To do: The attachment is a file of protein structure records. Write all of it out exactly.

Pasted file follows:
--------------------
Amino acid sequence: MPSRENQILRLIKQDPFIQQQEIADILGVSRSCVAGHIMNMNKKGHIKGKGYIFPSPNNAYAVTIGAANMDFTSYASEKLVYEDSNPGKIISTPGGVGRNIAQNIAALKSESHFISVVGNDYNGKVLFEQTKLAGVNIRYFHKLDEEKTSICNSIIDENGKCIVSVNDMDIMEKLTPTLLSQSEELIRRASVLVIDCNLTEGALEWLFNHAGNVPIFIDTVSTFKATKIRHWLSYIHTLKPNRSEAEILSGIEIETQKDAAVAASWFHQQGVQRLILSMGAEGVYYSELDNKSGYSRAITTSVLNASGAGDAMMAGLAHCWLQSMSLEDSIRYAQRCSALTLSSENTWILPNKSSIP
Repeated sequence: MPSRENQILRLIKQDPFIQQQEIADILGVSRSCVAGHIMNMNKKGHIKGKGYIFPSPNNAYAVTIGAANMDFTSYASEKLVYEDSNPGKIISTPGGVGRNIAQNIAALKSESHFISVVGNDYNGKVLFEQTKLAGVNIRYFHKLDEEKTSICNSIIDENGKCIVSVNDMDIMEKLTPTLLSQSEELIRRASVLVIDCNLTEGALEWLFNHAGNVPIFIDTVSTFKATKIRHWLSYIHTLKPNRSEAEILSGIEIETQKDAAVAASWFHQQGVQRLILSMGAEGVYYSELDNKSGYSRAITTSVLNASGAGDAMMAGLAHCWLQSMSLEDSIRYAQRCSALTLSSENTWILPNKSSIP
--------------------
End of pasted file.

Amino acid sequence: MPSRENQILRLIKQDPFIQQQEIADILGVSRSCVAGHIMNMNKKGHIKGKGYIFPSPNNAYAVTIGAANMDFTSYASEKLVYEDSNPGKIISTPGGVGRNIAQNIAALKSESHFISVVGNDYNGKVLFEQTKLAGVNIRYFHKLDEEKTSICNSIIDENGKCIVSVNDMDIMEKLTPTLLSQSEELIRRASVLVIDCNLTEGALEWLFNHAGNVPIFIDTVSTFKATKIRHWLSYIHTLKPNRSEAEILSGIEIETQKDAAVAASWFHQQGVQRLILSMGAEGVYYSELDNKSGYSRAITTSVLNASGAGDAMMAGLAHCWLQSMSLEDSIRYAQRCSALTLSSENTWILPNKSSIP
Repeated sequence: MPSRENQILRLIKQDPFIQQQEIADILGVSRSCVAGHIMNMNKKGHIKGKGYIFPSPNNAYAVTIGAANMDFTSYASEKLVYEDSNPGKIISTPGGVGRNIAQNIAALKSESHFISVVGNDYNGKVLFEQTKLAGVNIRYFHKLDEEKTSICNSIIDENGKCIVSVNDMDIMEKLTPTLLSQSEELIRRASVLVIDCNLTEGALEWLFNHAGNVPIFIDTVSTFKATKIRHWLSYIHTLKPNRSEAEILSGIEIETQKDAAVAASWFHQQGVQRLILSMGAEGVYYSELDNKSGYSRAITTSVLNASGAGDAMMAGLAHCWLQSMSLEDSIRYAQRCSALTLSSENTWILPNKSSIP